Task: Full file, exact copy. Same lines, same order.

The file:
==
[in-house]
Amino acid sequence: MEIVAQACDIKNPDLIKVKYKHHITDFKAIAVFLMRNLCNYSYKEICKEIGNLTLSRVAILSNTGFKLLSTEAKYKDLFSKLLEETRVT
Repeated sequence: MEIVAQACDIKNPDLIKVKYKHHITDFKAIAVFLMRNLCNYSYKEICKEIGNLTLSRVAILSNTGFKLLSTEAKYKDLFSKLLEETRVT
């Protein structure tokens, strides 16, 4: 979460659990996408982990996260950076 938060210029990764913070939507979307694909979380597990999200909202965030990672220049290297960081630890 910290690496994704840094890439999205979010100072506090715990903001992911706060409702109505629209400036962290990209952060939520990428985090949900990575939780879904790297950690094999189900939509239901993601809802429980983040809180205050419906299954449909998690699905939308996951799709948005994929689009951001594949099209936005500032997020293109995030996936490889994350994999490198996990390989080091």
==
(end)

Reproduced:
[in-house]
Amino acid sequence: MEIVAQACDIKNPDLIKVKYKHHITDFKAIAVFLMRNLCNYSYKEICKEIGNLTLSRVAILSNTGFKLLSTEAKYKDLFSKLLEETRVT
Repeated sequence: MEIVAQACDIKNPDLIKVKYKHHITDFKAIAVFLMRNLCNYSYKEICKEIGNLTLSRVAILSNTGFKLLSTEAKYKDLFSKLLEETRVT
């Protein structure tokens, strides 16, 4: 979460659990996408982990996260950076 938060210029990764913070939507979307694909979380597990999200909202965030990672220049290297960081630890 910290690496994704840094890439999205979010100072506090715990903001992911706060409702109505629209400036962290990209952060939520990428985090949900990575939780879904790297950690094999189900939509239901993601809802429980983040809180205050419906299954449909998690699905939308996951799709948005994929689009951001594949099209936005500032997020293109995030996936490889994350994999490198996990390989080091």